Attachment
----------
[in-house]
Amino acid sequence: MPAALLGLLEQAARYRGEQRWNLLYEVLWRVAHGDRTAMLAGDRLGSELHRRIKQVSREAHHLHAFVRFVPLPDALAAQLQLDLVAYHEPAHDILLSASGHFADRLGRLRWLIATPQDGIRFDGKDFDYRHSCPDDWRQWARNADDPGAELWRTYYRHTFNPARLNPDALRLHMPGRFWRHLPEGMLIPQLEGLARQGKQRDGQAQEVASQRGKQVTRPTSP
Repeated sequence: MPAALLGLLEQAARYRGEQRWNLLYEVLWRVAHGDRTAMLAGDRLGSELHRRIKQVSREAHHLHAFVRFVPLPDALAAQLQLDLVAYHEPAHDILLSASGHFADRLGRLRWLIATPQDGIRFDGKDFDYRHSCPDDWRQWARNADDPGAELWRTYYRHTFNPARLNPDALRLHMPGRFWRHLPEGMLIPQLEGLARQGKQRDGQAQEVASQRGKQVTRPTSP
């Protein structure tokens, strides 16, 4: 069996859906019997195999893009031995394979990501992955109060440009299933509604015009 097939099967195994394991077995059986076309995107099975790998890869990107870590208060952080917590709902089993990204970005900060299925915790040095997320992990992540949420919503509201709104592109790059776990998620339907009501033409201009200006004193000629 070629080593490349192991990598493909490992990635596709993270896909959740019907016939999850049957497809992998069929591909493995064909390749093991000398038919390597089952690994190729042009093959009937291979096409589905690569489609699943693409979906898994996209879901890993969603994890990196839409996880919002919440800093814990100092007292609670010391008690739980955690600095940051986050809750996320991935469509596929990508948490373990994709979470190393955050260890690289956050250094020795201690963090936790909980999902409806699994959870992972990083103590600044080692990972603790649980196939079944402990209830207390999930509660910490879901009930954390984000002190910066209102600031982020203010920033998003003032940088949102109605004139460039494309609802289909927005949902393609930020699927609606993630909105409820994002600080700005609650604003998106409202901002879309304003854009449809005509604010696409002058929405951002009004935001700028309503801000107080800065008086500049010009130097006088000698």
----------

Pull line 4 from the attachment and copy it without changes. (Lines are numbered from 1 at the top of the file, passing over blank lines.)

């Protein structure tokens, strides 16, 4: 069996859906019997195999893009031995394979990501992955109060440009299933509604015009 097939099967195994394991077995059986076309995107099975790998890869990107870590208060952080917590709902089993990204970005900060299925915790040095997320992990992540949420919503509201709104592109790059776990998620339907009501033409201009200006004193000629 070629080593490349192991990598493909490992990635596709993270896909959740019907016939999850049957497809992998069929591909493995064909390749093991000398038919390597089952690994190729042009093959009937291979096409589905690569489609699943693409979906898994996209879901890993969603994890990196839409996880919002919440800093814990100092007292609670010391008690739980955690600095940051986050809750996320991935469509596929990508948490373990994709979470190393955050260890690289956050250094020795201690963090936790909980999902409806699994959870992972990083103590600044080692990972603790649980196939079944402990209830207390999930509660910490879901009930954390984000002190910066209102600031982020203010920033998003003032940088949102109605004139460039494309609802289909927005949902393609930020699927609606993630909105409820994002600080700005609650604003998106409202901002879309304003854009449809005509604010696409002058929405951002009004935001700028309503801000107080800065008086500049010009130097006088000698």